Yikes! How good are Finnish schools now?

28 November 2013 | This 'n' that

Questions and answers. Illustration, from a Danish magazine, 1890: Wikimedia

Questions and answers. Illustration, from a Danish magazine, 1890: Wikimedia

The new PISA results were published in December: these tests, conducted by the Organisation for Economic Co-operation and Development (OECD), measure the level of education of 15-year-old schoolchildren every three years.

Finland has done pretty well in recent years, so there has been interest in other countries in finding out what it is that makes Finnish schools better places for learning.

In 2000 Finnish pupils had been best at reading, and second at maths in 2003 – although competition has grown due to a larger number of countries, particularly in Asia – taking part in the study: for example, only 32 in 2000, but 65 in 2009 and in 2012.

In 2009 Finnish kids were third best in reading and sixth in maths. Now PISA 2012 results place Finnish kids in 12th place in maths, which created a stir in various educational circles. The best five were all Asian countries.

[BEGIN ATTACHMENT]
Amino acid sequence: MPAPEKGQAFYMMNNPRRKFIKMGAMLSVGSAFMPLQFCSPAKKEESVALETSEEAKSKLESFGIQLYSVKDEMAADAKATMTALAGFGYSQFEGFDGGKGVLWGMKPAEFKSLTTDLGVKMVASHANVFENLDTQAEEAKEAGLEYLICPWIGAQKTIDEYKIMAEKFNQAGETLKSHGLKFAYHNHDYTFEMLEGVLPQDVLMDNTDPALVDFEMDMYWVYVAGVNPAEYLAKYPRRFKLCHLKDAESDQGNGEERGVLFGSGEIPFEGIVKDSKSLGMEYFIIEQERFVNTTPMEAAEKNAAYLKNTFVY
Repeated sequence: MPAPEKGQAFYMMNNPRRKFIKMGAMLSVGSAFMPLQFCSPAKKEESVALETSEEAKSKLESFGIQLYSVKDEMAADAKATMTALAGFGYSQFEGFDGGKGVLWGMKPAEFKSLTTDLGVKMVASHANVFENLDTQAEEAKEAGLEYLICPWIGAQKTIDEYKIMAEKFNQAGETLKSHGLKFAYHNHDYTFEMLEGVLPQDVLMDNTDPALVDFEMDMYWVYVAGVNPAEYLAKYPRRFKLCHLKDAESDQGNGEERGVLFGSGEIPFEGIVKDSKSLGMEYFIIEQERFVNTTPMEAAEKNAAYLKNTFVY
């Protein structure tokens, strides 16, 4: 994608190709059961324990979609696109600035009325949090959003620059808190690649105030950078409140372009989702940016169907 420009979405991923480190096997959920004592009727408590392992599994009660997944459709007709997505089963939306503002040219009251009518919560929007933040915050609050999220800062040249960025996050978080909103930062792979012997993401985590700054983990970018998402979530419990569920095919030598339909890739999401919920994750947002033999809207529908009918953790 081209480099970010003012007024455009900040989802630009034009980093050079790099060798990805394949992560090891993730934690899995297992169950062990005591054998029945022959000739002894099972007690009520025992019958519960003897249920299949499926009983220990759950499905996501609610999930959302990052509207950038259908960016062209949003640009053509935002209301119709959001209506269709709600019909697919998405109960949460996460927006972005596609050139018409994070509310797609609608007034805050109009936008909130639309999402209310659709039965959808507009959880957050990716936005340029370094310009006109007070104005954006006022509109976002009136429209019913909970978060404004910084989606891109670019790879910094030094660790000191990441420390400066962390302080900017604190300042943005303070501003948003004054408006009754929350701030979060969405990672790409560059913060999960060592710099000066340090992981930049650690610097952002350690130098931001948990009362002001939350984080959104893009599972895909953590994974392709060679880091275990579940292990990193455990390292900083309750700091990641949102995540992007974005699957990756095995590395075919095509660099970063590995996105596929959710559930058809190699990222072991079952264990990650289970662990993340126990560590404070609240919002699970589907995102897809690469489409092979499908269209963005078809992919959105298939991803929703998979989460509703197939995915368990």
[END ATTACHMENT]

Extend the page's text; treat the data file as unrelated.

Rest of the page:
On the index list measuring skills at maths, science and literacy together, Shanghai leads, then come Singapore and Hong Kong. Finland is the best European country, number 7; Estonia is 8, Germany 16, Great Britain 21, the US 29, Sweden 38.

Non scholae, sed vitae discimus. Competition permeates everything now more than ever, but we do not learn for school but for life – not for PISA either. Still, teaching methods and students’ motivation are clearly worth improving.

The chances of learning on this globe are greater and more accessible than ever, but learning still takes brains, motivation and time. Yikes!

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